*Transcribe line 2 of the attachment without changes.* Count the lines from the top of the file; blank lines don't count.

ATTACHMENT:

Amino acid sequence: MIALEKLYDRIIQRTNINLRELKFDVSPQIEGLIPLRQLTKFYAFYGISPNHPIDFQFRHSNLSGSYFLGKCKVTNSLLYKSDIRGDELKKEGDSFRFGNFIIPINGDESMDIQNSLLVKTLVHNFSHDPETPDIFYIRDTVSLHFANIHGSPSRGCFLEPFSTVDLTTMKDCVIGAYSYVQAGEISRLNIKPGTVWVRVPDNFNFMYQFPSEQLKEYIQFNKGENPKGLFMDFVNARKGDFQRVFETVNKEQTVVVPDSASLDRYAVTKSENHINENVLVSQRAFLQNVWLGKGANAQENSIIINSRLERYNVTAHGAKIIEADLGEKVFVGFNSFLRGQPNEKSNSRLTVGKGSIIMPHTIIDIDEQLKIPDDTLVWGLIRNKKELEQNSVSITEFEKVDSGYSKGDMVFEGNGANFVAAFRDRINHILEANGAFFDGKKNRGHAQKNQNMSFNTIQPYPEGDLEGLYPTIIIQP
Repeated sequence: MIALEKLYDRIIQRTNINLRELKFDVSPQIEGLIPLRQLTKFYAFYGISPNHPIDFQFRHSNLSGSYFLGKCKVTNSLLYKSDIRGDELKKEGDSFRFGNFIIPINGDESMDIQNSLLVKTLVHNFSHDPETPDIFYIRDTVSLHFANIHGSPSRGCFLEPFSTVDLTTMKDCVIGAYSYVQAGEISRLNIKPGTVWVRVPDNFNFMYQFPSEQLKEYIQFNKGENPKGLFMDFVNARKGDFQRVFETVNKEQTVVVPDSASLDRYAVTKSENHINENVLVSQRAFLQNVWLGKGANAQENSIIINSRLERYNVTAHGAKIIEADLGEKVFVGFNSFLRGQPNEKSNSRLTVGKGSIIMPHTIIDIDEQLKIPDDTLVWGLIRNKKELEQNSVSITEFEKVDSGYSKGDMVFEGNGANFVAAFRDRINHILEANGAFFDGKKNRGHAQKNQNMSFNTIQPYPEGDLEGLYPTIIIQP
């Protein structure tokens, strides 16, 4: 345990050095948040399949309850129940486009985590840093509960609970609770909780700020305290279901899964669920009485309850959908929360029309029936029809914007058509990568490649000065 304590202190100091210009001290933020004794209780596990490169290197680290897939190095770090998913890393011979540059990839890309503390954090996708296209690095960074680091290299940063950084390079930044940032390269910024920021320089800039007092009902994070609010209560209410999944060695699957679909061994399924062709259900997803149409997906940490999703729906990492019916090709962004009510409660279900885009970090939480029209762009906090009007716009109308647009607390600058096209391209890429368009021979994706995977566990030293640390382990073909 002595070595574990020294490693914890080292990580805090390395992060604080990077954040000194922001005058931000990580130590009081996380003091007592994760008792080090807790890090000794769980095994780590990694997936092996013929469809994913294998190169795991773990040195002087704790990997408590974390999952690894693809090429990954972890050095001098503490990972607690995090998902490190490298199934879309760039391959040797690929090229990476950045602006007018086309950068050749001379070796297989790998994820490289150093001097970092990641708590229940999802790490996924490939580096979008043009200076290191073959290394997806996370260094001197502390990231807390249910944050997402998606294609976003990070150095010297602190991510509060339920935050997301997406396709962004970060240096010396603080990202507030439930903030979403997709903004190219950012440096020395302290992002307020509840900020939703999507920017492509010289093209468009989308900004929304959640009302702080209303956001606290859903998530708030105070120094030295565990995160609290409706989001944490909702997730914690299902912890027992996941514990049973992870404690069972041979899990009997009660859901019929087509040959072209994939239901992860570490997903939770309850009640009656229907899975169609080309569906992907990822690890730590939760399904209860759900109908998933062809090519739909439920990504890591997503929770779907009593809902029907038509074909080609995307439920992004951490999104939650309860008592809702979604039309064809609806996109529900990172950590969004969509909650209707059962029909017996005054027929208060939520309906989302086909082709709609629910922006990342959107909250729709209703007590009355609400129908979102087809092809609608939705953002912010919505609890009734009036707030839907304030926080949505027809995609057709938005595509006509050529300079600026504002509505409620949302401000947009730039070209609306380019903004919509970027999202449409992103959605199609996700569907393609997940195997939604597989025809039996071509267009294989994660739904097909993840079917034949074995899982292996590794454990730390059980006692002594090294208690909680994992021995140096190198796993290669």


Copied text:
Repeated sequence: MIALEKLYDRIIQRTNINLRELKFDVSPQIEGLIPLRQLTKFYAFYGISPNHPIDFQFRHSNLSGSYFLGKCKVTNSLLYKSDIRGDELKKEGDSFRFGNFIIPINGDESMDIQNSLLVKTLVHNFSHDPETPDIFYIRDTVSLHFANIHGSPSRGCFLEPFSTVDLTTMKDCVIGAYSYVQAGEISRLNIKPGTVWVRVPDNFNFMYQFPSEQLKEYIQFNKGENPKGLFMDFVNARKGDFQRVFETVNKEQTVVVPDSASLDRYAVTKSENHINENVLVSQRAFLQNVWLGKGANAQENSIIINSRLERYNVTAHGAKIIEADLGEKVFVGFNSFLRGQPNEKSNSRLTVGKGSIIMPHTIIDIDEQLKIPDDTLVWGLIRNKKELEQNSVSITEFEKVDSGYSKGDMVFEGNGANFVAAFRDRINHILEANGAFFDGKKNRGHAQKNQNMSFNTIQPYPEGDLEGLYPTIIIQP